Atelier I: Discovery 001

Touch Interface Prototype

Katrina Larson (3159289)

Julianne Quiday (3155370)

Pandy Ma (3157657)


Sept, 28th, 2017


SynthCube Prototype



For this project we wanted to experiment with sound. We found ourselves watching videos of people making different songs with something called a MIDI, and so we tried incorporating that into our prototype. That’s how we invented the SynthCube. We combined sound with touch by making a fox plush cube that acted like a synthesizer. We created buttons out of conductible fabric and styrofoam sheets, attached them to the sides of the plush, and figured out the wiring and coding to go with it so that every time you press a side it would make a sound.




*In the circuit diagram above, the button represents all of the fabric buttons in the plush toy. Due to excessive wiring, the circuit shown is only one of several of the same circuits.*




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The following images show the process of making our fox plush. We began by modifying an existing pattern to suit our chosen animal, and began cutting out the pieces from orange and white fleece material.





Part 1: Creating the Fox

We modified a pre-existing cube plush pattern to look like a fox. Our first work day was spent cutting out the pattern and sewing it together into an open net. Details such as the ears, tail, and paws were then stuff for aesthetic purposes only. It added to the overall cute plush toy appeal that we were aiming for. We used a sewing machine to do the larger stretches such as the sides and attaching the two pieces of the tails. We hand sewed the facial details and the feet as these were more details and required a steady hand and plenty of attention.


Part 2: Initial Wiring

The first concept was to use a capacitive sensor that would be connected to each of the fabric buttons. We wanted to use the capacitive sensor to make the buttons sensitive to lighter taps. Unfortunately, the sensor made it too sensitive, and began to trigger itself. After this realization we removed the capacitive sensor and began rewiring without it.


Part 3: Button Creation

Our buttons are comprised of two squares of conductive fabric and a piece of foam sandwiched between them. The foam has rows of holes in it that allow the two pieces of fabric to make contact and complete the circuit (triggering sound).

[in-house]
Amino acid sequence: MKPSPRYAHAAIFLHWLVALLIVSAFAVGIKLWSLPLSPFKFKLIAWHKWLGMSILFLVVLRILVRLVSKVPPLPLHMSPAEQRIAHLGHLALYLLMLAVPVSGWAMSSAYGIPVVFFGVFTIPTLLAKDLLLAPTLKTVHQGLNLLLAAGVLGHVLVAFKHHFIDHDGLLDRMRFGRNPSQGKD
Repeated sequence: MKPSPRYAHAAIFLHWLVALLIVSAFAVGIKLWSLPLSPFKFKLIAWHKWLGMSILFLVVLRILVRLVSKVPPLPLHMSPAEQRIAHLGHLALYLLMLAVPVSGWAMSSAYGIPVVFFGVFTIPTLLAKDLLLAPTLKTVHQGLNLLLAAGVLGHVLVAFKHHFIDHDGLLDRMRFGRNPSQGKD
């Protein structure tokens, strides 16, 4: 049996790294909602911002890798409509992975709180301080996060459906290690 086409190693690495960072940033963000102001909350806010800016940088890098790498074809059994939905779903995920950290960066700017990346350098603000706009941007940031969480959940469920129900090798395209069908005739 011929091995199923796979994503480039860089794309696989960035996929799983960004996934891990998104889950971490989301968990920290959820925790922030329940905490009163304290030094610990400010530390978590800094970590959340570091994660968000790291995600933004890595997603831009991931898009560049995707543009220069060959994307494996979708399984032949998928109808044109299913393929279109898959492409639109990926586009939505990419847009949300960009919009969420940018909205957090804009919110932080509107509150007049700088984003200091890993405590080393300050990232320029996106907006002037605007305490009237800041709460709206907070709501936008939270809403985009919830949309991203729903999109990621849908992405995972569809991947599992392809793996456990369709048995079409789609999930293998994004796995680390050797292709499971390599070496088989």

Part 4: Secondary Wiring

For testing purposes only, we replaced the speaker with an LED as they are less finicky and give instantaneous results. We created a circuit on breadboard that used our fabric button as an input and an LED as an output. Following this we wanted to sew the fabric buttons to the stretch conductive, but unfortunately we did not have enough fabric to proceed. Another issue was that we only had 3 speakers connected which caused the sound to not work correctly.


Part 5: Tertiary Wiring

Our final set up included 5 fabric buttons and 5 speakers. We ironed conductive cloth onto the inside of the plush fabric and then sewed the foam middle section and the other side of the conductive fabric to the plush. Critically, we made the middle section larger so that when we sewed the fabric the two conductive fabrics will not be pulled together. Each button was then attached to its own speaker through the breadboard which allows for all sounds to be used at once.


Part 6: FInishing it Up!

With the wiring worked out, we added a cardboard cube to the inside to fill out the shape and house the arduino in the inside. We sewed up the sides and then added velcro to close the top section, which allows access to the arduino.


There were many challenges we ended up facing during the process. When dealing with the code, it was frustrating to not be able to figure out what was going wrong. One button was coded well so assumably the codes for the other buttons should have been identical since they were all the same wiring, however, getting the arduino to recognize that was a hassle.

We also found a lot of problems with the physical plush toy: the wires kept unplugging and the the ones attached to the sides kept unsticking from the electrical tape. The battery was also acting up a lot seeing as it would turn off at random times even when there would be sources getting power from it to keep it on. The holes that we made o the styrofoam dividers were also too small which was a surprise, since we thought thta making them too big would make the buttons too sensitive. So, we had to poke bigger holes.



Since a lot of our inspiration came from the MIDI keyboard and various synthesizers, much of the resources we used were YouTube videos. After all, it’s hard to do a sound project if you don’t familiarize yourself with physical sound sources first.


Starboy by the weeknd feat daft punk | cover.” YouTube, uploaded by ysmn, 23 September 2016, .


“Arduino Speaker Tutorial.” YouTube, uploaded by LearnEDU, 4 July 2015, .


“Crazy Synthesizer Demo.” YouTube, uploaded by Doctor Mix, 19 November 2015, .


“8 Bit Relax | Chiptune, Chip Music, Instrumental.” YouTube, uploaded by Music Break, 2 May 2015, .


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